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AT&T Eyes Rural DSL Upgrades

Rural America, AT&T may be planning to bring a faster flavor of DSL to your neighborhood.

The Dallas-based telecommunications giant is aiming to use an improved version of digital subscriber line technology to increase the speeds of Internet access in rural areas, AT&T CEO Randall Stephenson said last week during an investment conference, according to a story from Bloomberg News.

AT&T has considered selling the lines, but Stephenson said an agreement would require multiple state approvals and face regulatory hurdles, the news agency wrote, noting that AT&T’s chief expects to make a decision to sell or upgrade the lines by the second half of this year.

John Cioffi, CEO of ASSIA, and a Professor Emeritus with Stanford University, is impressed with AT&T’s proposed solution for increasing broadband speeds.

“AT&Ts proposed solution for rural DSL, installing a fiber-fed small terminal in each neighborhood and then using the existing copper to the home, is a brilliant approach to improving Internet access and is also booming around the world,” said Cioffi, whose company’s product optimizes the performance of DSL lines, in a statement. “Germany, Britain, Austria, and Belgium are all implementing this solution. Unlike fiber to the home, this solution does not require trenching of streets and lawns, so deployment is not only many times less expensive but also much faster.”

AT&T served a total of 16.5 million broadband lines as of the first quarter of 2012. Less than half of those lines (5.9 million) are served by AT&T’s high-speed Internet service called U-verse, although the potential for growth is significant: About 40 million homes are within AT&T’s U-verse broadband turf, according to McCall Butler, an AT&T spokeswoman.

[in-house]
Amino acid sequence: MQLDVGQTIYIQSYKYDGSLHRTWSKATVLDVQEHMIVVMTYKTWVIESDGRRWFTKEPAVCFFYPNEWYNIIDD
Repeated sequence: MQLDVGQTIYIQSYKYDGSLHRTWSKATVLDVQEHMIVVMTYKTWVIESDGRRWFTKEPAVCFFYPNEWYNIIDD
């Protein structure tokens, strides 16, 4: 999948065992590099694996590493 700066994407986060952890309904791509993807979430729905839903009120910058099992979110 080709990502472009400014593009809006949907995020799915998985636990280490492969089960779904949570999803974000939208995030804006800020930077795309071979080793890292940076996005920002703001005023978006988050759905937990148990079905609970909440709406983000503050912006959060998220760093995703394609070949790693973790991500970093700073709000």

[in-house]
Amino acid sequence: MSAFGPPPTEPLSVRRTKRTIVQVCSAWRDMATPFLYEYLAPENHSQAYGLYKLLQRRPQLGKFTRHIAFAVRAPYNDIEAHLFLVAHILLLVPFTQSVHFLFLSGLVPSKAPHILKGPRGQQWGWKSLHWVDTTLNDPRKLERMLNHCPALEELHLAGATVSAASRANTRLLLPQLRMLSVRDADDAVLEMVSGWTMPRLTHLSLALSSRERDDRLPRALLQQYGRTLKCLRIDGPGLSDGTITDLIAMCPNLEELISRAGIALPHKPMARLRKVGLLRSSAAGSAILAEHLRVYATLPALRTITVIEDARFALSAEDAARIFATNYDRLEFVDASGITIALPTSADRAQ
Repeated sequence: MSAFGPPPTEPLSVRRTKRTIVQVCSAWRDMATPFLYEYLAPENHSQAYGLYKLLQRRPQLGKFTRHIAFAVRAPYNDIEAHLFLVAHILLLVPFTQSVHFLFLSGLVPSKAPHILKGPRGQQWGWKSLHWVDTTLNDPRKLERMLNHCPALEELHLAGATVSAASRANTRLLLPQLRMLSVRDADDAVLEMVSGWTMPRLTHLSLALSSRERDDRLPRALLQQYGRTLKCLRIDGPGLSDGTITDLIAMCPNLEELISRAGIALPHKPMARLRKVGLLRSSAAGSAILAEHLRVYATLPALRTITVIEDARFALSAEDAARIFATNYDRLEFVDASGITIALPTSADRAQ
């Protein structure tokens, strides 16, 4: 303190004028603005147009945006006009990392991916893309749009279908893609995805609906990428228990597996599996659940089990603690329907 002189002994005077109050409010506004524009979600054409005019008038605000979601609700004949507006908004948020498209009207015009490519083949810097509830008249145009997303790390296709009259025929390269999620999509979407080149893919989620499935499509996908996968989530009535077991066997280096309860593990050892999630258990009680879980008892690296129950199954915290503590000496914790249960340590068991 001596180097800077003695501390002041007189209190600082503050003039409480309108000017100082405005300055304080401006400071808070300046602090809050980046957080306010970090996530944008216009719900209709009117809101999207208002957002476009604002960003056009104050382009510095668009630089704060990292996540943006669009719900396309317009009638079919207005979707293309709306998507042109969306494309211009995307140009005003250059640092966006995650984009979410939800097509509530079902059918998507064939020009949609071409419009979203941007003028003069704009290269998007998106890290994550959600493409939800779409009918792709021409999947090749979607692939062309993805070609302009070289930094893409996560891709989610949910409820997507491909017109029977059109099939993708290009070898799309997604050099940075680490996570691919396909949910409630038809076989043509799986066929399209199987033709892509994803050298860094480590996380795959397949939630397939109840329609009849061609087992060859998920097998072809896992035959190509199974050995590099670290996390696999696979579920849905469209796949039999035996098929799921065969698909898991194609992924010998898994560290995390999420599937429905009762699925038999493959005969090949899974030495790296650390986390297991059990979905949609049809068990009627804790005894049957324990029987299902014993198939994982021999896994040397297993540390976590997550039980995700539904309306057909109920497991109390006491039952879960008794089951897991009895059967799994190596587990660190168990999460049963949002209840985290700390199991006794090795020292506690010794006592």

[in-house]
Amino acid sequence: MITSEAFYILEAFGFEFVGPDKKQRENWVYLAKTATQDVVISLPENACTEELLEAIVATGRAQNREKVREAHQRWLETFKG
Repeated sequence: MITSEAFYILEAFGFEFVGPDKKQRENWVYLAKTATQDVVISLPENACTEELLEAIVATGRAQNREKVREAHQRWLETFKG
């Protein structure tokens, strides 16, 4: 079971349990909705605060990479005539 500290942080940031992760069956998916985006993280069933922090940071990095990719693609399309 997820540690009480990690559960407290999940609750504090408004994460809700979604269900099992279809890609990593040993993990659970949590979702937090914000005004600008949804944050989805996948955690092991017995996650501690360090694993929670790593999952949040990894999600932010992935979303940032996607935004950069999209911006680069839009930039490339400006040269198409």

DSL upgrades presumably would occur in areas outside of the U-verse territory. AT&T doesn’t reveal the number of broadband lines that are served in rural areas where it is typically more expensive to build infrastructure.

“I do feel more optimistic about the opportunity to get more broadband into rural areas,” Stephenson was quoted by Bloomberg as stating on a recent investor conference call.

AT&T and other landline phone companies have seen their base of DSL customers significantly shrink as subscribers move to cable and other speedier technologies. For instance, even though AT&T added 718,000 U-verse High Speed Internet customers in the first quarter, its total wireline broadband connections only grew by 103,000.

Translation: It lost hundreds of thousands of other broadband connections such as DSL. AT&T defines such connections as including DSL lines, U-verse High Speed Internet access and satellite broadband.

Even if AT&T chooses to upgrade its lines in rural America, millions of customers still won’t have the option to obtain high-speed Internet access. James Ratcliffe, an analyst with Barclay Capital, told Bloomberg that 5 million homes in AT&T’s coverage area are too far away from a network hub to receive any kind of broadband.

The Federal Communications Commission said last year that about 28 percent of rural residents still don’t have access to any kind of broadband.

Butler declined to comment about a potential sale of the rural lines beyond Stephenson’s remarks.


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